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A great game, even if it isn't the benchmark its predecessor was
on August 30, 2013
The first Crysis was a beautiful slideshow of a middle-finger to everyone with a sub-$300 graphics card when it came out. Rendering huge densly-packed vistas over miles and miles it showcased all the effects one feasibly COULD put into a single engine, all at once, all the time. The fact that also played very well was icing on the beautiful cake, and I, like everyone else, loved sneaking through its near-photorealistic jungles and battling aliens and the KPA. Half a decade later, with a video card that can actually run it, Crysis remains the best looking PC game you can play today and a testament to how awesome PC gaming can be.
Sadly everyone stole it. Like EVERYONE. Conservative estimates put Crysis at easily the most pirated PC game in history.
Understandably burned by this, Crytek developed their next game for console. This has had good and bad effects, because while Crytek managed to squeeze obscenely good performance out of a console game, and while the PC release does have a lot more bells and whistles, no console on the market can contain the raw power of the cryengine, and sacrifices were made.
First, the game doesn't look quite as shockingly real as Crysis did. It still looks leaps and bounds better than many other games on the market, but the water and glass are reflection mapped instead of reflective*, not every surface is as casually parallax mapped (the use of a graphical map to add geometric depth to surfaces) as the ground was in Crysis, and some clouds, buildings, and objects of interest in the distance are textural props instead of real geometry.
Second, the game world is a little more confined. This is not as bad as people have made it out to be. Play Crysis again, and you will see it is full of barriers- a cliff here, an impassible gorge there- In Crysis 2, set as it is in New York, these barriers are simply buildings and walls, and therefore more obvious. There is still plenty of room to sneak, avoid, and snipe to your heart's content. But drivable road is more rare, and in general environments feel a little more compact- as you would expect in a city instead of a jungle.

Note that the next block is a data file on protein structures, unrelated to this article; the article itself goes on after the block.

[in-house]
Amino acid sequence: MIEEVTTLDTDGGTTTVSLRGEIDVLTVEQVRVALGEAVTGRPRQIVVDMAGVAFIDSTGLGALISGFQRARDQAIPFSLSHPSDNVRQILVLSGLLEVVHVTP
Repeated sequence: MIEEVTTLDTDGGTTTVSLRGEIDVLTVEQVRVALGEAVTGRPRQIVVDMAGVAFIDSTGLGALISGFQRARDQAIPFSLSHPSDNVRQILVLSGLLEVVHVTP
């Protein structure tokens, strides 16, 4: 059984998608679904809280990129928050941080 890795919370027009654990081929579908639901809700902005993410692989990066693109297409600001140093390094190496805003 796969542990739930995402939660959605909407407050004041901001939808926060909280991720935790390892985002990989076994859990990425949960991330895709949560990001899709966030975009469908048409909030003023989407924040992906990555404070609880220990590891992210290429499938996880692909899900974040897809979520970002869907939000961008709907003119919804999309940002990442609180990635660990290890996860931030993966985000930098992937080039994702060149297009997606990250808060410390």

The good news? None of this matters. Even toned down, Crysis 2 is one of the loveliest games of recent memory and it does a LOT. You want thick atmospheric effects? You got it. Earthquakes that shake the loose objects of a whole map? It's here. God rays and water caustics and particle effects all over the place? Yup. And you can still see your own body, something FPS games struggle with to this day. And while the environments are restricted by location and technology, the New York of Crysis 2 is very convincingly a city, albeit one full of blockades, debris, fires, and alien warfare. Gone are Crysis' samey jungles- each level now feels convincingly different, and those levels are still quite large, with a terrific sense of scale.
The gameplay is back too. Player control is responsive and natural with a good sense of weight and motion. PC controls are spot on and do not suffer from being also-rans to an XBox pad. Enemies are smarter than they were in Crysis, engaging in elaborate searches and flanks, and their behavior is so realistic they can even be fooled convincingly. The aliens of the first game are back, but instead of boring robots we get living commandos with their own tactics and weaknesses to learn. And while it's no Oscar winner, the story in Crysis 2 feels a bit more taut and well expressed, as affable Boffin Dr. Gould flogs you around the city to fight enemies, do science, and clear his browser cache before the evil Cell PMC troops can find his porn.
So Crysis 2 is a pretty awesome game. It's not the face-melting tech demo that the first title was, but it IS a beautiful action adventure with good challenge, exciting action, and a killer musical score**.
-Has awesome atmosphere
-Actually runs on most PCs now
-Only select vehicles can now be driven and there is less opportunity to do so
-Doesn't really look appreciably better than Crysis does (then again neither does anything else short of a pixar movie)
-The player character has a bad habit of just watching stuff during cutscenes when, given the choice, a little precision sniping would probably be better (for instance early in the game you eyeball the main villain from like 40 feet away and do nothing while he leaves in a leisurely fashion)
-This version of Crysis comes with high-def textures that far outstrip what shipped with the base game or console editions
-Nanosuit modes are automatic now. Run and you use power, power jump and it happens automatically. Only armor, the visor, and stealth are manual. Plus you can now use strength mode to steady your gun while aiming!
* There is a tool you can DL from Crytek to enable "real" reflections, or you can tweak INIs yourself
** With a theme by Hans Zimmer, no less!